City Paper is not for tourists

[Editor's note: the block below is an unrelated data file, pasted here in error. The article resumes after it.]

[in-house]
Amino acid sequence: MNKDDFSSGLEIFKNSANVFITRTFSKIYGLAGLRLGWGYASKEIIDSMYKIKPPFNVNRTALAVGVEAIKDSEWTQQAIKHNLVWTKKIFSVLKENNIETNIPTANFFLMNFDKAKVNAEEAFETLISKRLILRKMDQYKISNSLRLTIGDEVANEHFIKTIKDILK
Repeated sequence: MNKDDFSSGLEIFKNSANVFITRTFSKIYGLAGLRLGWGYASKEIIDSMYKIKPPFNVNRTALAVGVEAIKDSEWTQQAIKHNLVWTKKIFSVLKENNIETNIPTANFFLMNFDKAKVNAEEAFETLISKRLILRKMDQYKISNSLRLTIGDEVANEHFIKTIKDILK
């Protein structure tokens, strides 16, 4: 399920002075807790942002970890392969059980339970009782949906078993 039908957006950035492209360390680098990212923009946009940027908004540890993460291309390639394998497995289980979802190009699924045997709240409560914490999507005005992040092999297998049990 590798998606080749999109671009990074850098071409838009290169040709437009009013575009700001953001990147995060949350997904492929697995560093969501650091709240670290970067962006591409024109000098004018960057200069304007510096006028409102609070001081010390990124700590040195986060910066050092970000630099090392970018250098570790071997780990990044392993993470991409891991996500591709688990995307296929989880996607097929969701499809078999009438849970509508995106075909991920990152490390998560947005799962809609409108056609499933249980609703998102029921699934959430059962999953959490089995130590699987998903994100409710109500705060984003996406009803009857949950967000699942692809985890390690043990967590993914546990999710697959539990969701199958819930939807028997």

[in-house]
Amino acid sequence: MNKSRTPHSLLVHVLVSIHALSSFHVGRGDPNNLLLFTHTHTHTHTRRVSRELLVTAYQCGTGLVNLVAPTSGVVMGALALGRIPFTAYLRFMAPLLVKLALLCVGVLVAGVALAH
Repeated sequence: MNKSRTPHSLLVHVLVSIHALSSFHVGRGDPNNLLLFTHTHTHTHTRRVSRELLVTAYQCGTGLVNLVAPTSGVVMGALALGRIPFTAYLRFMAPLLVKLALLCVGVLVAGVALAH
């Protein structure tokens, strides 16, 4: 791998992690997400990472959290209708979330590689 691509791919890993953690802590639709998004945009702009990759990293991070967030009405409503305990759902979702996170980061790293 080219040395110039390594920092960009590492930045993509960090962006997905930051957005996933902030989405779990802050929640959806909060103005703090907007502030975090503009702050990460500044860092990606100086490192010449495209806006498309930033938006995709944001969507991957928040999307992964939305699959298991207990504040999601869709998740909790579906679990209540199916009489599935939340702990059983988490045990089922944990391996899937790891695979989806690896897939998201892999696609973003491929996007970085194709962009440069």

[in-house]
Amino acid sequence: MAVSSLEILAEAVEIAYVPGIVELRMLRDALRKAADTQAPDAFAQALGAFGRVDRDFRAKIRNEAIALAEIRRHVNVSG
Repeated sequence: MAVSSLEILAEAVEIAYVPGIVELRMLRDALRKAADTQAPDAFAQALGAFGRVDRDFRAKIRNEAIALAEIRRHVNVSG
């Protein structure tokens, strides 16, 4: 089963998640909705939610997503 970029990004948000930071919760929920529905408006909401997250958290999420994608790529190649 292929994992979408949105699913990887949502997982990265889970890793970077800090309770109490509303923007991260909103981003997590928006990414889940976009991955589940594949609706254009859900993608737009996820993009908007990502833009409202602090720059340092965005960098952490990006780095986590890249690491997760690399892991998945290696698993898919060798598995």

To outsiders, the story of the D.C. punk scene most likely ends when Fugazi announced its indefinite hiatus in 2002. At least, that’s what one would gather based on the scores of documentaries that make it seem like punk in the District is defined by Dischord Records. This could not be further from the truth. The fact is, the MacKaye and Rollins-era of harDCore inspired a new generation of young punks to forge their own scene; bands like The Max Levine Ensemble, Magrudergrind, Coke Bust, Ilsa, Sick Fix, and The A.K.s became staples through both Positive Force shows at St. Stephen’s and in grungy basement spaces, just as the generation before them did. But for the first time, D.C.’s DIY punk scene of the mid-’00s onward gets the same reverential treatment as the ’80s and ’90s scene through a new book, This Was My Night & This Was a Lot of Other Nights, which compiles show reviews, interviews, articles, and stunning concert photography from shows between 2005 and 2013. It’s a rich and dense book that proves today’s scene is as strong—if not stronger—than it ever was. At the book’s official release party on Monday, newish locals Scanners and Mirror Motives—both made up of longtime scene veterans featured in the book—will perform. This book might be the first document of the cultural importance of D.C.’s current DIY punk scene, but it surely won’t be the last. Scanners and Mirror Motives perform at 7:30 p.m. at the Black Cat Backstage, 1811 14th St. NW. $10. (202) 667-4490. blackcatdc.com.